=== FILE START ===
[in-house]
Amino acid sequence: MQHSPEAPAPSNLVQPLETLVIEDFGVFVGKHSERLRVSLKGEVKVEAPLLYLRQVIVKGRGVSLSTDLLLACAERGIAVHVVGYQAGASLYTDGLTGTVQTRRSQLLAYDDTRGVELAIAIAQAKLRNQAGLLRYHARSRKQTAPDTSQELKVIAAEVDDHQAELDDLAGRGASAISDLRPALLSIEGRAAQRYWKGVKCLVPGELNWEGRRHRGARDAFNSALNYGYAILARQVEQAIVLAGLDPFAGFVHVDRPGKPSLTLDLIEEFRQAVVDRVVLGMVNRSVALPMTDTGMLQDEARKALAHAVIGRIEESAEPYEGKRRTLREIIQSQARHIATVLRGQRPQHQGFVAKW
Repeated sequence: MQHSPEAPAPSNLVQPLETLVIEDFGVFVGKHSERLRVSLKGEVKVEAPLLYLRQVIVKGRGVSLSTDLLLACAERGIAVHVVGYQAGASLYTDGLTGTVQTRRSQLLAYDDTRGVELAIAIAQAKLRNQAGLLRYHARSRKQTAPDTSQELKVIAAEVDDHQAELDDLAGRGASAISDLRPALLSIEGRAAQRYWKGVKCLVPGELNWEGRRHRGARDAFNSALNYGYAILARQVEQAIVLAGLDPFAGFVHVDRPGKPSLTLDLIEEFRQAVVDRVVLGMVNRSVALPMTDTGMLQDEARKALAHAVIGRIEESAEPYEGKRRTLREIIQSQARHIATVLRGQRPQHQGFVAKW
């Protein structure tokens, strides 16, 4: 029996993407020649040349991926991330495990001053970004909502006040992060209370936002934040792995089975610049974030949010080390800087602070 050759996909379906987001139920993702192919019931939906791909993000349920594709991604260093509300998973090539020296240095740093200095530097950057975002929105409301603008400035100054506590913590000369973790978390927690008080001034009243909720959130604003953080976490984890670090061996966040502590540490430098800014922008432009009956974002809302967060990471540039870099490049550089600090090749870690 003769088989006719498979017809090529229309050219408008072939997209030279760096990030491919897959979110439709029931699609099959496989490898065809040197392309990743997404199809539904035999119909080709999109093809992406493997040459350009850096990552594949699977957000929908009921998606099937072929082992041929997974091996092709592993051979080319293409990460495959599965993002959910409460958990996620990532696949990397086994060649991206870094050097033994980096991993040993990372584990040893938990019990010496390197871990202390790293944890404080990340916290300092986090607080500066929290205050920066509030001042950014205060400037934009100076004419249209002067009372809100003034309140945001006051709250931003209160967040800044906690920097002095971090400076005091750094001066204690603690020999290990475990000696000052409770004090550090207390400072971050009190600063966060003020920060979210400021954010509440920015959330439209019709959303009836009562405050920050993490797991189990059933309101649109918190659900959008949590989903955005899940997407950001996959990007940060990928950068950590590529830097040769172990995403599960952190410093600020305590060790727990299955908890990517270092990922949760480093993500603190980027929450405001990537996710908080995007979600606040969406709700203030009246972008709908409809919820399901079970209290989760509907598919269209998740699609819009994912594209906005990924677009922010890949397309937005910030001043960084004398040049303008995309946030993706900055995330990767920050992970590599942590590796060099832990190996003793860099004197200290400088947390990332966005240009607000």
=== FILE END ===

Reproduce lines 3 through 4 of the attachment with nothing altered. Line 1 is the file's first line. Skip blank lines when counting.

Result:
Repeated sequence: MQHSPEAPAPSNLVQPLETLVIEDFGVFVGKHSERLRVSLKGEVKVEAPLLYLRQVIVKGRGVSLSTDLLLACAERGIAVHVVGYQAGASLYTDGLTGTVQTRRSQLLAYDDTRGVELAIAIAQAKLRNQAGLLRYHARSRKQTAPDTSQELKVIAAEVDDHQAELDDLAGRGASAISDLRPALLSIEGRAAQRYWKGVKCLVPGELNWEGRRHRGARDAFNSALNYGYAILARQVEQAIVLAGLDPFAGFVHVDRPGKPSLTLDLIEEFRQAVVDRVVLGMVNRSVALPMTDTGMLQDEARKALAHAVIGRIEESAEPYEGKRRTLREIIQSQARHIATVLRGQRPQHQGFVAKW
């Protein structure tokens, strides 16, 4: 029996993407020649040349991926991330495990001053970004909502006040992060209370936002934040792995089975610049974030949010080390800087602070 050759996909379906987001139920993702192919019931939906791909993000349920594709991604260093509300998973090539020296240095740093200095530097950057975002929105409301603008400035100054506590913590000369973790978390927690008080001034009243909720959130604003953080976490984890670090061996966040502590540490430098800014922008432009009956974002809302967060990471540039870099490049550089600090090749870690 003769088989006719498979017809090529229309050219408008072939997209030279760096990030491919897959979110439709029931699609099959496989490898065809040197392309990743997404199809539904035999119909080709999109093809992406493997040459350009850096990552594949699977957000929908009921998606099937072929082992041929997974091996092709592993051979080319293409990460495959599965993002959910409460958990996620990532696949990397086994060649991206870094050097033994980096991993040993990372584990040893938990019990010496390197871990202390790293944890404080990340916290300092986090607080500066929290205050920066509030001042950014205060400037934009100076004419249209002067009372809100003034309140945001006051709250931003209160967040800044906690920097002095971090400076005091750094001066204690603690020999290990475990000696000052409770004090550090207390400072971050009190600063966060003020920060979210400021954010509440920015959330439209019709959303009836009562405050920050993490797991189990059933309101649109918190659900959008949590989903955005899940997407950001996959990007940060990928950068950590590529830097040769172990995403599960952190410093600020305590060790727990299955908890990517270092990922949760480093993500603190980027929450405001990537996710908080995007979600606040969406709700203030009246972008709908409809919820399901079970209290989760509907598919269209998740699609819009994912594209906005990924677009922010890949397309937005910030001043960084004398040049303008995309946030993706900055995330990767920050992970590599942590590796060099832990190996003793860099004197200290400088947390990332966005240009607000």